When debates run long In the South Dakota Legislature, there’s a parliamentary device to end the chatter and move to a vote.

It’s called “moving the previous question’’ or “calling the question,’’ a fairly common bit of legislative procedure. It didn’t take me long as a Capitol news reporter to see the value of having a way to say, “Move along, folks, nothing more to say here.’’

The way it works in South Dakota is this: Someone weary of the debate rises, gets the attention of the presiding officer (the Speaker of the House or President of the Senate) and says, “Call the question.’’ If the motion is supported, debate ends and the issue goes to a vote. Quite often, the legislators are relieved, because they’ve said all there is to say and sometimes much more.

My favorite memory of the use of that device occurred in 1971 or 1972 when Don Osheim from Watertown was speaker. I can’t recall the bill. It wasn’t a major one, but for some reason it had taken over the House, and debate ran an hour or longer. Eventually, new arguments had been exhausted and so had the Speaker’s patience.

When a legislator finished adding nothing new to the debate, a dozen others leaped to their feet. “Ooh, ooh, me next,’’ they seemed to say. Osheim ignored them. Instead, he recognized a legislator sitting at a desk in the back row of the chamber. This lawmaker, who generally knew how he’d vote on most issue without hearing a lot of debate, was passing the time with a fishing magazine. He was startled to hear his name called, but he stood, grabbed his microphone and said, “Mr. Speaker, I call the question.’’ He sat down and went back to his magazine while the House ended its debate and voted on the bill.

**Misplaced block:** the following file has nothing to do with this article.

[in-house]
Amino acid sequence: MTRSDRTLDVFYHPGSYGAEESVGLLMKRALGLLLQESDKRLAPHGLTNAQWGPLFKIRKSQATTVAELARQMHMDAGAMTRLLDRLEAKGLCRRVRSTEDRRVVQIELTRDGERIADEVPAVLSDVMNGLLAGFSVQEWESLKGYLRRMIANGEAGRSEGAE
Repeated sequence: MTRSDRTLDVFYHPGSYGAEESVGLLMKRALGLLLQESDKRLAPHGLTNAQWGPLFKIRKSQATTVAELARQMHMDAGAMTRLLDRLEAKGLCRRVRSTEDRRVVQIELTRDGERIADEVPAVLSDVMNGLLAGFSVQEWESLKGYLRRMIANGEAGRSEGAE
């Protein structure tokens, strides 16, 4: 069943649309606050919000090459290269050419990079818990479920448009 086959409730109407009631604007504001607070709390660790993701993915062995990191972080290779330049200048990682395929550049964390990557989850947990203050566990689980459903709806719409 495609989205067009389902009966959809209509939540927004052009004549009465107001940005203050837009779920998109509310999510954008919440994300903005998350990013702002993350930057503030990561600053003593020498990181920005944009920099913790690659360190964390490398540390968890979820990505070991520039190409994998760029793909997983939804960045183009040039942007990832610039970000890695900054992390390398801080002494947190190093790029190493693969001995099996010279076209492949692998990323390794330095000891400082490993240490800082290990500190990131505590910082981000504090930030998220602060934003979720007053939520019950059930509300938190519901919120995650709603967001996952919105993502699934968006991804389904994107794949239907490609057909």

I saw only a few legislators reading magazines in my early years as a reporter in the Capitol. Many read newspapers during floor sessions, though, and they often smoked as they read. In the 1970s, many — not all but many — legislators smoked. Lobbyists, employees and visitors did, too, in the halls and galleries, in committee rooms and on the floors of the House and Senate. Cigarettes were everywhere. Cigars were always around. A fair number of lawmakers even had the stump of a pipe held tight in their teeth, with the smoke encircled their heads like a wreath.

It was pretty common in those days for lawmakers to skim through stacks of daily newspapers as they listened to debate and waited to vote. Generally, they were listening, even if it didn’t appear so. Visitors, school students especially on their annual government class trips to the Legislature, often sat in the gallery, leaning on the brass railing, laughing and pointing at the lawmakers who read the papers and smoked cheap cigars or filtered cigarettes. The smoke drifted slowly up and up. If you looked at the ceiling of the House or Senate in the late hours of a long afternoon of lawmaking, you’d see a gray cloud hanging like fog over the river on a sub-zero day.

Making the Capitol a smoke-free place was both good public health policy and a step forward in visitor perception of elected leaders.

Newspapers appeared less often on legislative desks after members received laptop computers. I recall walking through the Senate gallery once and seeing a group of high-school students leaning over the rail and laughing at a senator who was playing a video game on his laptop.

I also remember being in the Senate late one evening after senators had left for the day. Legislative pages talked as they updated bill books and journals. It was the first year of legislative laptops, and one page said she had to show a senator how to access his email. The guy had hundreds and hundreds of unread messages, she said.

“What did he do?’’ asked another page.

“He said to delete them because he’d never get around to reading them all,’’ the first page said.

I guess that was kind of a high-tech version of calling the question.